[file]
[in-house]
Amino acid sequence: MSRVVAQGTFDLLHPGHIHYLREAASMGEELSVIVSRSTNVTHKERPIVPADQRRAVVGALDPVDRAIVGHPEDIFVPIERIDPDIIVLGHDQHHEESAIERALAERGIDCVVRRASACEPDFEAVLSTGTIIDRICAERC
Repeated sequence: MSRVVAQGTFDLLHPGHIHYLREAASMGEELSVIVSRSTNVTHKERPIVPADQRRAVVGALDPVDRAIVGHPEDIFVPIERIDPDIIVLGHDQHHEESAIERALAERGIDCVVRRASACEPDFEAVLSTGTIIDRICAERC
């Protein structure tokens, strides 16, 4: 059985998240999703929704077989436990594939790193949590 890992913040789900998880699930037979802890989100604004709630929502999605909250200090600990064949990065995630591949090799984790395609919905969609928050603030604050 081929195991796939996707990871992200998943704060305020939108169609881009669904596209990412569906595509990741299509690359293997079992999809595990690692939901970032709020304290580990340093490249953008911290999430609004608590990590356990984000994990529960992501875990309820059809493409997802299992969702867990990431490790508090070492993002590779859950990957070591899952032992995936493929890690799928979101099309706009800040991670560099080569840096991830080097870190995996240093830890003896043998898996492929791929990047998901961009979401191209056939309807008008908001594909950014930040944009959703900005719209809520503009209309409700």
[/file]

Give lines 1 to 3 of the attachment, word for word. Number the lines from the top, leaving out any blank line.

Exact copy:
[in-house]
Amino acid sequence: MSRVVAQGTFDLLHPGHIHYLREAASMGEELSVIVSRSTNVTHKERPIVPADQRRAVVGALDPVDRAIVGHPEDIFVPIERIDPDIIVLGHDQHHEESAIERALAERGIDCVVRRASACEPDFEAVLSTGTIIDRICAERC
Repeated sequence: MSRVVAQGTFDLLHPGHIHYLREAASMGEELSVIVSRSTNVTHKERPIVPADQRRAVVGALDPVDRAIVGHPEDIFVPIERIDPDIIVLGHDQHHEESAIERALAERGIDCVVRRASACEPDFEAVLSTGTIIDRICAERC